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Frugal Git

Universal Credit, Pension Contributions

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This is a *very* interesting thread on MSE that covers something I had spotted.

http://forums.moneysavingexpert.com/showthread.php?t=3655837&page=1

We've all probably heard about the child benefit changes, and how over 50k it's tapered away. We've also probably read many articles saying - 'put extra into your pension to get it back'.

Let's take that further - what happens if you put all your (taxed) salary into your pension? It seems there was lobbying for 100% of pension contributions to be discredited in terms of working out your net income, so I tried this using the entitledto website....

A situation where there is one earner in a family of 3 (i.e. with a young child), who earns say 50k per annum. The other parent does not earn. If as a unit they were to contribute nothing to their pension, they would take home around 3k net per month. Not too shabby, but long term, not great. Let's also assume they have savings under 6k for the purposes of argument *.

So...what if they decide to increase their pension contribution to 40k per annum - leaving an amount just above their personal allowance threshold to be considered as 'net earnings'.

Well, from what I can work out, using the calculator they would be 'entitled to' quite a lot of universal credit. In the area I live, they would then be entitled to just over £310 p/w in universal credit, plus child benefit, plus around 5.5k net income per year after paying NI.

This equates to a net income just shy of 2k per month.....1k less than before, but, adding in 40k into a pension per year.

I.e. they are 'losing' 12k per year in net income now to contribute 40k into a pension. For those with a long term view (and who can budget themselves to 2k per month) that is surely exceptional deal...! Presumably the family would also qualify for every other 'low earner' thing - free school meals, dental, subsidised gym etc etc.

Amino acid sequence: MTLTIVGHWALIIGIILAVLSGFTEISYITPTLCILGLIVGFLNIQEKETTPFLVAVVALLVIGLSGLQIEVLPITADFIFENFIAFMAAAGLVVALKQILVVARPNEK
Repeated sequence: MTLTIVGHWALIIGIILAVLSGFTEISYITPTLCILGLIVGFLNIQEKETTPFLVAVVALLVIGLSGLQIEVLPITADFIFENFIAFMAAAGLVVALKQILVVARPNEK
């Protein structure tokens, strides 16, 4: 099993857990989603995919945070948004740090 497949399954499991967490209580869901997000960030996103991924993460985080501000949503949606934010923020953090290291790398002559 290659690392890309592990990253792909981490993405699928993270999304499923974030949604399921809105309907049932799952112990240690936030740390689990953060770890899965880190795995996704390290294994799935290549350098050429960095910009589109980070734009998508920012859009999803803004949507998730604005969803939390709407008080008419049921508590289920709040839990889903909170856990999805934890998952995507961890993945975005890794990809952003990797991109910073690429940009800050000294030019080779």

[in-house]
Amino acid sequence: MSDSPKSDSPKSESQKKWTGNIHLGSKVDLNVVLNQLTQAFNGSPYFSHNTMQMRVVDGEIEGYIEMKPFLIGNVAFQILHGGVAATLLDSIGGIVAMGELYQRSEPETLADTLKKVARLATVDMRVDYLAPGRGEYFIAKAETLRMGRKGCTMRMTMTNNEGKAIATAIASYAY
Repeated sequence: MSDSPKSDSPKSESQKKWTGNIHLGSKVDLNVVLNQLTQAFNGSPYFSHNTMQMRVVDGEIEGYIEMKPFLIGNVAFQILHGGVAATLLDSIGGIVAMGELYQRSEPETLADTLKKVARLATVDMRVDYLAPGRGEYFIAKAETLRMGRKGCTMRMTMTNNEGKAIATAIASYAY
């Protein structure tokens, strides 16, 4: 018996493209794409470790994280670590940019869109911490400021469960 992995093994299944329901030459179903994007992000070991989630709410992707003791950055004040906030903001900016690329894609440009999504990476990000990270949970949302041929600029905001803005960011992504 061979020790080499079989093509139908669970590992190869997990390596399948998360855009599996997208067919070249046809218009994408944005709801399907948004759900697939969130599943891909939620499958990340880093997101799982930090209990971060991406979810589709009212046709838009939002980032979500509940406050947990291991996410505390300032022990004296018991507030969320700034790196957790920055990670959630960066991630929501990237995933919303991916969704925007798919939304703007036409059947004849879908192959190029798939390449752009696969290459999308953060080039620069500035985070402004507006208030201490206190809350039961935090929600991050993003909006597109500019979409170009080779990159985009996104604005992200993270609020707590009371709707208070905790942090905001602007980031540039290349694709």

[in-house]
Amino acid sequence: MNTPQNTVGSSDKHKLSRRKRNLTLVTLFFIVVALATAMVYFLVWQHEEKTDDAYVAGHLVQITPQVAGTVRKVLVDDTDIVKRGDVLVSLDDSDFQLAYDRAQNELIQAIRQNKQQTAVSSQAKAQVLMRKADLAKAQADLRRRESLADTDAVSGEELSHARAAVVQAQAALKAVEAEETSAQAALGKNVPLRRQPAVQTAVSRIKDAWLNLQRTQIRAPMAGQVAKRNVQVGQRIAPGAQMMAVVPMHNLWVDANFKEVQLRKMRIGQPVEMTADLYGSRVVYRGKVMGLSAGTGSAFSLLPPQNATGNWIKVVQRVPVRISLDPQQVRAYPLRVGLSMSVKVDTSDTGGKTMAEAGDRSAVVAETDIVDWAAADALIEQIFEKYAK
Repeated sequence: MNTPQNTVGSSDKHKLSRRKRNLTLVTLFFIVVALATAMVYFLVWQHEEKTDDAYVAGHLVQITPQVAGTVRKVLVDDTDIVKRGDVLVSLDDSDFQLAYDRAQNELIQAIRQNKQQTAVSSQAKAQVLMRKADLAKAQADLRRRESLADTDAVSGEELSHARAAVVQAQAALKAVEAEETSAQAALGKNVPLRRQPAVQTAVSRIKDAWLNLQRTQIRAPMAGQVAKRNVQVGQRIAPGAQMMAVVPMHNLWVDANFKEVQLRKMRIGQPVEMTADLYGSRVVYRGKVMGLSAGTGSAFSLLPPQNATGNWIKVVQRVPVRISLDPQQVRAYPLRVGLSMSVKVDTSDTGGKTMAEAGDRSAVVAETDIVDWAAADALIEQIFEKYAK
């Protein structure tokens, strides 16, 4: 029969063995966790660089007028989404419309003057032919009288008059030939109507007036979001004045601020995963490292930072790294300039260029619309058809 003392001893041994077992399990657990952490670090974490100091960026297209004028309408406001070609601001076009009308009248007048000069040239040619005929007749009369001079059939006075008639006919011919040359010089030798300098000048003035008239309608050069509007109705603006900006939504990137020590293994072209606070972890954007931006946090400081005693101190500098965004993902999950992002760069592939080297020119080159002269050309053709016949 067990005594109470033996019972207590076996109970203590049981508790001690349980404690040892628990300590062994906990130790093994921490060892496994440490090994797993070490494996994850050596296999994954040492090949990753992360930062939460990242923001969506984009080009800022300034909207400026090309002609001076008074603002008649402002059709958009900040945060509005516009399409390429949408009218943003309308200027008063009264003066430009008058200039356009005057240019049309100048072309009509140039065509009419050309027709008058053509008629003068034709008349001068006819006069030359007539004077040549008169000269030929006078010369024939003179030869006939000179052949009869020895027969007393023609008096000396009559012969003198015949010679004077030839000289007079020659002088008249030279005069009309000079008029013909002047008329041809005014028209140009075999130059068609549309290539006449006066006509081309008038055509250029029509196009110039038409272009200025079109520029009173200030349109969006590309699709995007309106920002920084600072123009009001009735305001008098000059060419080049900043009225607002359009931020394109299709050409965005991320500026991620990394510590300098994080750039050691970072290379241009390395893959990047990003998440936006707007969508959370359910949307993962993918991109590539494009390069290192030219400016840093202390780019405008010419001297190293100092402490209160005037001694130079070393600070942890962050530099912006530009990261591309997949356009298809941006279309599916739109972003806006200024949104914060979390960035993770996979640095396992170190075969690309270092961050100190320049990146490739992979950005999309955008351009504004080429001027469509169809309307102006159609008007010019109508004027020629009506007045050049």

This could equally apply to a single person - I used the calculator. Stuffing everything above personal allowance into the pension, and then you'll get a net income upto around 1400 - not a lot, but more than enough to live on if you're good at budgeting. And you could be sticking a huge amount away in pension, so much so that after 10 or so years, if you're reasonably young when you start, and even moderately able at investing, you'll easily hit the lifetime allowance for pensions anyway.

Now, I appreciate the ethical and moral dilemmas this present...would anyone actually do it? It seems HMRC know about it, and are alright with it from reading the thread! Considering how prudent people are stuffed, is this a justifiable use a perverse system to get it working for us too?

(* Note if you have any savings, that will be means tested, so you need to get that too into your pension too - you are allowed 3 years of back payments, which could be useful for whacking quite a chunk in there).

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I would have thought the deprivation of capital rules would prevent this?

Nope, pension contributions perfectly acceptable... Deprivation of capital would apply to say purchase of a Porsche, or 'giving' the money to a family member. Pension contributions are seemingly sacrosanct.

It's quite an interesting idea. I wouldn't be able do it - stupidly have too much in cash savings to actually manage it!

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Nope, pension contributions perfectly acceptable... Deprivation of capital would apply to say purchase of a Porsche, or 'giving' the money to a family member. Pension contributions are seemingly sacrosanct.

It's quite an interesting idea. I wouldn't be able do it - stupidly have too much in cash savings to actually manage it!

Aren't there % limits on how much of your income you can put into a pension fund?

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Aren't there % limits on how much of your income you can put into a pension fund?